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is on the phone? A. Yes. Q. Can they order an ACDV or issue a CDV Form while the consumer is on the phone? A. Yes. Q. Is that the usual course of practice? A. Yes. Q. Have consumers always been able to dispute their consumer report information by telephone? A. No. Q. When did that start? A. Several years ago. Q. Was that in any way prompted by anything that the FTC did regarding Trans Union, by way of an FTC Consent Order or anything along those lines; do you know? A. I don't believe so, no. Q. Prior to that change, do I understand correctly that the only way that consumers

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could dispute it would be by writing? A. Correct. Q. Would it be fair to characterize your position within the consumer relations 56

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department as basically second in command to Mary Lane? I mean, is that a fair understanding? A. I mean, it might show that on the organization chart, but I would say, "No." I'm a group manager that the department managers are reporting to. She has far more responsibility than I do. Q. What is Crum Lynne's budget for the consumer relations department? MR. LUCKMAN: I object to the question; I object to the form and I object generally to the question. Go ahead; do whatever you want to do. I don't want you to guess or surmise. You can answer only what you know. I will see where he goes before I instruct you. THE WITNESS: Our planned budget for last year was over 57

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$30,000,000.00. MR. FRANCIS: Okay. BY MR. FRANCIS: Q. Did you meet that plan? A. Yes; so far, we have. We will see in December. Q. Are there any documents that would reference the budgets for the last three or four years for your department? A. We'd have to check with the accounting department. I mean, I don't maintain those records. Q. As part of your responsibilities as group manager, would you report any type of budgetary or expense information to Mary Lane or anybody in the company? A. Every month, there's reports run on each of the departments, as to where they fall into the plan, but I don't have any -- I mean, that's done by Paul Deal in our corporate office. Q. Who is Paul Deal?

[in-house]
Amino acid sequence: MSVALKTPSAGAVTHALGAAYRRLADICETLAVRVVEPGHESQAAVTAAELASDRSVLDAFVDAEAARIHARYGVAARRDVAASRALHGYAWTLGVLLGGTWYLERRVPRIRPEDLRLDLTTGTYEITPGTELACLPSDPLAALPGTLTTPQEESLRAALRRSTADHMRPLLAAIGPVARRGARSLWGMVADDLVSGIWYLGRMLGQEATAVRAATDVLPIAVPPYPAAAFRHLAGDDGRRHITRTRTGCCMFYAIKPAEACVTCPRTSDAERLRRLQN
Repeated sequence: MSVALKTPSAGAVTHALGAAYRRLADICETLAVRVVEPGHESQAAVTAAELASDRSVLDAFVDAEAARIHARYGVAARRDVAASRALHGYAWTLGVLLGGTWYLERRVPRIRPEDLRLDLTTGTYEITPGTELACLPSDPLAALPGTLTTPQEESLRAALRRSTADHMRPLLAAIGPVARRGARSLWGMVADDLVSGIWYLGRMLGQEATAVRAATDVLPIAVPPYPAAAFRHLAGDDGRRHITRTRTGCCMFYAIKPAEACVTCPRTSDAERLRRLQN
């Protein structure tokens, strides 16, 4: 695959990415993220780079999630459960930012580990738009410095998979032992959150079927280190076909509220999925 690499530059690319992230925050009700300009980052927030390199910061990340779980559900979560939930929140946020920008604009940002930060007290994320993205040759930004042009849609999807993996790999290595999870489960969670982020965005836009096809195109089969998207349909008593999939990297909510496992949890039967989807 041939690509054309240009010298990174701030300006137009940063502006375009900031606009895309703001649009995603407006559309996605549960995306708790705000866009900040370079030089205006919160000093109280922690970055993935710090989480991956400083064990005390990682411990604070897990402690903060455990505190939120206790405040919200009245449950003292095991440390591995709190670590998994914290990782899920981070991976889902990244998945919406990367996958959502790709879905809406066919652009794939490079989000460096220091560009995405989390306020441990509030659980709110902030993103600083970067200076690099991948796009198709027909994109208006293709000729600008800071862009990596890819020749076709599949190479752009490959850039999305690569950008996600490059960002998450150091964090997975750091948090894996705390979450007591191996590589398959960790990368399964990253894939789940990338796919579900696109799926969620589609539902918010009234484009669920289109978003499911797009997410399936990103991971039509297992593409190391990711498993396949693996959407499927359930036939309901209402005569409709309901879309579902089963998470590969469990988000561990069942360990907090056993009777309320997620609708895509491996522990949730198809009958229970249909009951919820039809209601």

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A. He's the financial -- I don't even know 58

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what they call him. Q. I'm not going to hold you to the number exactly; I know you said the projected budget for last year was $30,000,000.00; is that right? A. Yes. Q. Just so that it's clear, that is the budget for the entire consumer relations department for the east coast? A. For the east and the west coast, I believe that was. Q. Oh, for both? A. Yes. Q. I assume that budget is made up of, among other things, salaries of employees, equipment and other things? A. Yes. Q. Have you ever testified for Trans Union before? A. Yes. Q. Let's break it down. Have you ever testified in a deposition prior to today? A. Yes. 59

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Q. Have you ever testified in either an arbitration or a trial? A. Arbitration, yes; trial, yes. Q. How many times would you say you have given depositions on behalf of Trans Union? A. Probably, two to three a year. Q. How many times have you testified in connection with a trial or an arbitration? A. An arbitration, probably, five times and a trial, twice. Q. When was the most recent time that you testified at a trial? A. It was years ago, nothing recently. Q. Do you know if you testified in the Cousins case? A. I believe I did a deposition. Q. How long ago was the last trial testimony you gave? A. Two years ago, three years ago. Q. Do you remember the name of the case? MR. LUCKMAN: I can't help you. THE WITNESS: I know. I'm going to say Cushman, but I don't know if that's right. 60